An external file that holds a picture, illustration, etc.
Object name is cancers-13-01892-g001.jpg

Anticancer effect of Rh1 on breast cancer (BC) cells. (A) MCF-7, HCC1428, and BT474 cells were treated with Rh1 (0, 25, 50, 100 and 150 µM) for 72 h. Cell viability was evaluated using the SRB assay. (B,C) MCF-7 cells were treated with Rh1 (10, 25, and 50 µM) or 4-OHT (10 µM) for 24 h. 4-OHT was used as a positive control. After the double staining with PI and Hoechst, the cells were observed under a fluorescent microscope, and the numbers of dead cells were quantified; a total of 5 fields per sample were counted. The cells stained with PI (red fluorescence) were indicated as dead cells. Images are shown at ×200 magnification. (D,E) Colony formation was assayed on a 6-well plate for 10 days, and then, the cells were fixed with 4% formaldehyde and stained with 0.5% crystal violet. Representative images, which are shown at ×1 magnification (E), and quantified bar graph (F) indicate the colony formation of MCF-7 cells. (A,C,E) Data are expressed as the mean ± SD (n = 3), * p < 0.05, ** p < 0.01, and *** p < 0.001 as compared with the control. 4-OHT: 4-hydroxytamoxifen, SRB: sulforhodamine B, PI: propidium iodide, and IC50: half-maximal inhibitory concentration.

2.2. Rh1 Induced Cell Apoptosis and Cell Cycle Arrest in BC Cells

Next, we investigated whether Rh1 mediates the apoptotic pathway in BC cells. MCF-7 cells were pretreated with 10-µM Z-VAD-FMK, a caspase inhibitor, before treatment with Rh1 for 24 h and were subjected to the SRB assay. Rh1-decreased cell viability was partially recovered by Z-VAD-FMK, indicating that Rh1-induced cell death is related to apoptosis (Figure S3). Next, Rh1 treatment strongly increased the expression of the apoptosis-related protein, cleaved PARP, from 5 µM in MCF-7 cells (Figure 2A) and in HCC1428 cells (Figure S1A). In addition, the 50-µM Rh1-treated group showed increased cleaved caspase-3 expression, similar to the 10-µM 4-OHT-treated group (Figure 2B,C). 4-OHT was used as a positive control for cleaved caspase-3 enhancement.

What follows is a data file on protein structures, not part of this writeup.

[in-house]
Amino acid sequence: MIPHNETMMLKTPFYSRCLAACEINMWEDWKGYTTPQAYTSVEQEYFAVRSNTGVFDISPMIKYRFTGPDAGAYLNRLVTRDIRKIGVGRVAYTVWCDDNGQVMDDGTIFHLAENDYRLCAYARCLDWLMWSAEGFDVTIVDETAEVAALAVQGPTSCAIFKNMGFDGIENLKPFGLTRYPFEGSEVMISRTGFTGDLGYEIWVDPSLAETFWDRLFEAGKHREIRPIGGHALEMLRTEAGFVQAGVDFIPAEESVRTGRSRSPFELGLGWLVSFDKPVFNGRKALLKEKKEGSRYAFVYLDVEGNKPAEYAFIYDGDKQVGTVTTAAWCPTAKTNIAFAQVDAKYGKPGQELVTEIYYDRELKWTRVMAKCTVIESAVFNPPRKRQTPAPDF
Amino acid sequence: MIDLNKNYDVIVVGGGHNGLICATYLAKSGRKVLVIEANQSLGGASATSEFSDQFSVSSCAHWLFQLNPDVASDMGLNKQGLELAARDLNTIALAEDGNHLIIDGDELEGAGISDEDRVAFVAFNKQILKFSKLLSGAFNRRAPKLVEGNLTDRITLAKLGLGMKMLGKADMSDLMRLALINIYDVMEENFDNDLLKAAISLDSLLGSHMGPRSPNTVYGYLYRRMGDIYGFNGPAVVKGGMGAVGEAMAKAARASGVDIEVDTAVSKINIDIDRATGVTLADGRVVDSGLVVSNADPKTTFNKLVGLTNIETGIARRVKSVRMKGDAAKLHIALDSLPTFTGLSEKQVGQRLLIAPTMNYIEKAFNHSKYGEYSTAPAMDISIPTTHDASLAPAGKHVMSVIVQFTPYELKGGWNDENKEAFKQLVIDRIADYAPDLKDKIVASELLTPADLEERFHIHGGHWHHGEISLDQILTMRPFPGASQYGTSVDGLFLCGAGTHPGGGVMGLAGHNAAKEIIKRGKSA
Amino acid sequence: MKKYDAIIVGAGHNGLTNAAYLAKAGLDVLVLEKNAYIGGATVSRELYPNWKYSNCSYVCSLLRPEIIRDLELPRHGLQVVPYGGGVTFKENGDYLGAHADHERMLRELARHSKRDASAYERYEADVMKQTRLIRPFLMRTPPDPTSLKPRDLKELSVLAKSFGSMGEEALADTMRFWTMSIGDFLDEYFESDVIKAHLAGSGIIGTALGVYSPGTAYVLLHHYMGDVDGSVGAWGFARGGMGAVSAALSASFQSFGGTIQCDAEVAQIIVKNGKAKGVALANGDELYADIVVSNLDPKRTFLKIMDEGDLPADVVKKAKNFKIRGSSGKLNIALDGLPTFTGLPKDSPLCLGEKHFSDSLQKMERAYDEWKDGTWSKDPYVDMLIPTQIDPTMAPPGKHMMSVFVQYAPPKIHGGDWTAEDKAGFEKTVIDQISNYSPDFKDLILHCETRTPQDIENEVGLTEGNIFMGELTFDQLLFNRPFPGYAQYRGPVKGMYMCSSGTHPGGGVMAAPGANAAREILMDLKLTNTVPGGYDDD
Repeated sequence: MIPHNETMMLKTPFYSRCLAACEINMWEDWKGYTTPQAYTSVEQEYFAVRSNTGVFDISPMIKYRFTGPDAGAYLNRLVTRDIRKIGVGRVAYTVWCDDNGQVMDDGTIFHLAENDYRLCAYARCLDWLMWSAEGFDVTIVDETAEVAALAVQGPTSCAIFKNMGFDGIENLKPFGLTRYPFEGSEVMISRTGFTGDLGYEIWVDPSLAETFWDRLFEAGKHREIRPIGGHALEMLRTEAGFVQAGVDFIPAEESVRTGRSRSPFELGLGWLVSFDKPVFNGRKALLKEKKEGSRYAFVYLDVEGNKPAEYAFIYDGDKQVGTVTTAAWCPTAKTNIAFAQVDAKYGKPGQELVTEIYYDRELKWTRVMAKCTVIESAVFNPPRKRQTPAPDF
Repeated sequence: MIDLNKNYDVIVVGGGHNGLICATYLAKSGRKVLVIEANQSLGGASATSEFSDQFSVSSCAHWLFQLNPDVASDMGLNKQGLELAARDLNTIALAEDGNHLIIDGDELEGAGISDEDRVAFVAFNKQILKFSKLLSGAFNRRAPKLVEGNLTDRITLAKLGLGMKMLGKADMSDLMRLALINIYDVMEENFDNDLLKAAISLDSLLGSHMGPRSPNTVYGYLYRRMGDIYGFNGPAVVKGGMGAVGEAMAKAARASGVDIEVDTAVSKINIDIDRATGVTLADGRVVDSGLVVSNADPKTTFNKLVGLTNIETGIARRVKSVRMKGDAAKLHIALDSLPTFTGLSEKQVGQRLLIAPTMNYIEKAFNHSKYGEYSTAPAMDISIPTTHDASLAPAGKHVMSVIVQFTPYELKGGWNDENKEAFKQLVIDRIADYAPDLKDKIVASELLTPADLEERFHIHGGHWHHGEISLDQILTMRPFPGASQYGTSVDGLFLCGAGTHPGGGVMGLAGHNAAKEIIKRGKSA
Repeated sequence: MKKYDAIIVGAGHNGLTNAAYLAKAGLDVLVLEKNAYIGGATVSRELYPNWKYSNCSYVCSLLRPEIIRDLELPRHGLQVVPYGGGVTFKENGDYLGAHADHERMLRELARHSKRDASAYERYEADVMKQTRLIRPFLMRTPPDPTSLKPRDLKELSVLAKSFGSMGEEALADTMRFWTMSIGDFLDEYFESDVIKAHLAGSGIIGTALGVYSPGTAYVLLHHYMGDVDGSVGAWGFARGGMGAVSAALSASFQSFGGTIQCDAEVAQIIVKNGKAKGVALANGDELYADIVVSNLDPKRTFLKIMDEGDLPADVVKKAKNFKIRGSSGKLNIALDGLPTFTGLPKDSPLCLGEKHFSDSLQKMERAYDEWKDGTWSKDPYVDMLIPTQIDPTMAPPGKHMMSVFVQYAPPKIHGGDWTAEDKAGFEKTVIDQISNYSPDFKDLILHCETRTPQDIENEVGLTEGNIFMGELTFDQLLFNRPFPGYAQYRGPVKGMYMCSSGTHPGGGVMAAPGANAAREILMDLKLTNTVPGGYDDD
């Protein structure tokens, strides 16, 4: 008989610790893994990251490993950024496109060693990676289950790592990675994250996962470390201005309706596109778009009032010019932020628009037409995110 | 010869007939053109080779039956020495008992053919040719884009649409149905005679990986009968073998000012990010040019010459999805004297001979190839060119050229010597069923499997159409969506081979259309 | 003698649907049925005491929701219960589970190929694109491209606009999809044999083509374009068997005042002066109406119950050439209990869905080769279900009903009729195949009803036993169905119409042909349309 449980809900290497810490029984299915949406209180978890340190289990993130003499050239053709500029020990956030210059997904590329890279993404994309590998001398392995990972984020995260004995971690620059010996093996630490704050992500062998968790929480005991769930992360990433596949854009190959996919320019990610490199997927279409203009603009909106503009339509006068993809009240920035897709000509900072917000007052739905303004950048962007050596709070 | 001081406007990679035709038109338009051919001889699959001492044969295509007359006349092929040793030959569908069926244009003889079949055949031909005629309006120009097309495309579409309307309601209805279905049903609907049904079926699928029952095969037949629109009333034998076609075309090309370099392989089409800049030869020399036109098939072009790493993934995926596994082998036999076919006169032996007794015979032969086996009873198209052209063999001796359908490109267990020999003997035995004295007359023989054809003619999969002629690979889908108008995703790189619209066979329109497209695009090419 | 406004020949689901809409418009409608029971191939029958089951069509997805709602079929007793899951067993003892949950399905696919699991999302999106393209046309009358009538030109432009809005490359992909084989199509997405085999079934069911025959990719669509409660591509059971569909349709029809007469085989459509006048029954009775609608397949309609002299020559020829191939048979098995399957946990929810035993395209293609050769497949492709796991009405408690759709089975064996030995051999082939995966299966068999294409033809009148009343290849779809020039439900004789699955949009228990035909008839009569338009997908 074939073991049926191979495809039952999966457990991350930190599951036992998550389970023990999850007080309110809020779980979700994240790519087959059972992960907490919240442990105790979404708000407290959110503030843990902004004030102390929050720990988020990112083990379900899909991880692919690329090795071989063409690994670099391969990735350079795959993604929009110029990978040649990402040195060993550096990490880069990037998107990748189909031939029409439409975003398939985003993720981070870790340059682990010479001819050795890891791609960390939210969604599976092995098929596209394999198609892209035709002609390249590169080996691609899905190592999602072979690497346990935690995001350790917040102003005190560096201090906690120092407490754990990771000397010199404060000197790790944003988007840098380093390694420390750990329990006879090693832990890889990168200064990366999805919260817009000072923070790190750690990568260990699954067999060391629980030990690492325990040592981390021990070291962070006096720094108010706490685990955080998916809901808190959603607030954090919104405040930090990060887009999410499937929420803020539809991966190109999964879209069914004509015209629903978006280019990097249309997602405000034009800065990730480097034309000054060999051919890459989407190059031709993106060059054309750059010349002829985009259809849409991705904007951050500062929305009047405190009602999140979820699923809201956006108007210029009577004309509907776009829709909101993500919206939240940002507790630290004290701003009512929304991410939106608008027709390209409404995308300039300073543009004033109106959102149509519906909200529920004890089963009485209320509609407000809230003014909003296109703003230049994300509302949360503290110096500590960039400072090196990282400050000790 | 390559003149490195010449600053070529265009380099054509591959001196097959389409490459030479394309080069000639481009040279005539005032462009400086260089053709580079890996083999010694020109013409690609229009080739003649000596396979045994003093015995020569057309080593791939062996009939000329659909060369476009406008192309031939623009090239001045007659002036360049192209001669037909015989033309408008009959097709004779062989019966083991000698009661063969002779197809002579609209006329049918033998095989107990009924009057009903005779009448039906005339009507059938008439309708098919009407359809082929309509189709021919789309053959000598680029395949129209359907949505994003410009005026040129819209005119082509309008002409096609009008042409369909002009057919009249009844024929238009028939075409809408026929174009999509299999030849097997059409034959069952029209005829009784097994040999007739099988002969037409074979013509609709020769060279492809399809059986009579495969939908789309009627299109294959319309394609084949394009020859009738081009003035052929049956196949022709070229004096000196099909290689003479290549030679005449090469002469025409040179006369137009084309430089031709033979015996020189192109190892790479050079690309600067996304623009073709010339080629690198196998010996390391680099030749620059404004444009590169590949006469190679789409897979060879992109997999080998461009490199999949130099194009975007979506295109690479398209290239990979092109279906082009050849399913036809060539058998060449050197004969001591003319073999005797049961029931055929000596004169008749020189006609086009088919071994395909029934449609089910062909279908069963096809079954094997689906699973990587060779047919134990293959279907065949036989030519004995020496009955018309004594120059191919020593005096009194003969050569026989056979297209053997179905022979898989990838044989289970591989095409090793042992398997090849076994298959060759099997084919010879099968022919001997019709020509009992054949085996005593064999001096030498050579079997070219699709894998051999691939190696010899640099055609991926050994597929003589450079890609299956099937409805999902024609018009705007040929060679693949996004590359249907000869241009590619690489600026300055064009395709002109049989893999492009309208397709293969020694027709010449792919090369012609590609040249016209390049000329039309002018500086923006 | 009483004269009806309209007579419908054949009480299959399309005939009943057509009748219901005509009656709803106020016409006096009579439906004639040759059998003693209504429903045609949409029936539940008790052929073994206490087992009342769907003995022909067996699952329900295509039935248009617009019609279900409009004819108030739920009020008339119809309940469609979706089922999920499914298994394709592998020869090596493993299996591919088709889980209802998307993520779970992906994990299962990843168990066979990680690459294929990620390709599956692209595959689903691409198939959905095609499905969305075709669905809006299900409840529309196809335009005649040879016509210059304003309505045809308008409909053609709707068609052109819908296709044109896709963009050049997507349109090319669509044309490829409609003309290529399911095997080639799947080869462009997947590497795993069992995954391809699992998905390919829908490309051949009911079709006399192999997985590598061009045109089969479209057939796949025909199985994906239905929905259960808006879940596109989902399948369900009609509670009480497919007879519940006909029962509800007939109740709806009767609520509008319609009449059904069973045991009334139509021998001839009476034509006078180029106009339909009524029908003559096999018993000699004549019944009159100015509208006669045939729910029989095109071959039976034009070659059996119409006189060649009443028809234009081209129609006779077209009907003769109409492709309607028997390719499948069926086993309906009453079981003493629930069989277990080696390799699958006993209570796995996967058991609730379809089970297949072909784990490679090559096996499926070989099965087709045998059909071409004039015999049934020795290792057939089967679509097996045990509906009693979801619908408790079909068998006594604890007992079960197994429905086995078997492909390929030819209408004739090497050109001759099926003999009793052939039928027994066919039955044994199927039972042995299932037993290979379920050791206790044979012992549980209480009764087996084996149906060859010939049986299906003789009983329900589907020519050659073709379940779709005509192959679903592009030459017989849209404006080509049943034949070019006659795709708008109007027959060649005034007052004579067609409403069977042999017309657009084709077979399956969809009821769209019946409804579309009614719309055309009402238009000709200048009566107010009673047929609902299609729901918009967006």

An external file that holds a picture, illustration, etc.
Object name is cancers-13-01892-g002.jpg

Rh1 induced cell apoptosis and cell cycle arrest in MCF-7 cells. (A) The cells were treated with Rh1 (0, 5, and 25 µM) for 24 h. Whole-cell lysates were then used to analyze the protein expression as indicated. α-tubulin was used as a loading control. (B,C) The cells were treated with Rh1 (0, 25, and 50 µM) or 4-OHT (10 µM) for 24 h. An immunofluorescence analysis was performed after fixing and immunostaining. Images are shown at ×200 magnification (B). Scale bar indicates 30 μm. Quantified graph showed the relative fluorescent intensity of cleaved caspase-3 using Image J software (C). (D) MCF-7 cells were treated with Rh1 at different concentrations for 24h. After the treatment, the cells were harvested for the cell cycle distribution analysis using flow cytometry. (E) The cells were treated with Rh1 (0, 5, and 25 µM) for 24 h. Total cell lysates were analyzed by Western blotting using the indicated antibodies. (F,G) The cells were treated with Rh1 (0, 5, and 25 µM) for 24 h. Total cell lysates were analyzed by Western blotting using the indicated antibodies (F). The relative quantification of the protein levels was analyzed by Image J software (G). (A,C,D,G) Data are expressed as the mean ± SD (n = 5), * p < 0.05, ** p < 0.01, and *** p < 0.001 as compared with the control. 4-OHT: 4-hydroxytamoxifen, CDK: cyclin-dependent kinase, and GAPDH: glyceraldehyde 3-phosphate dehydrogenase.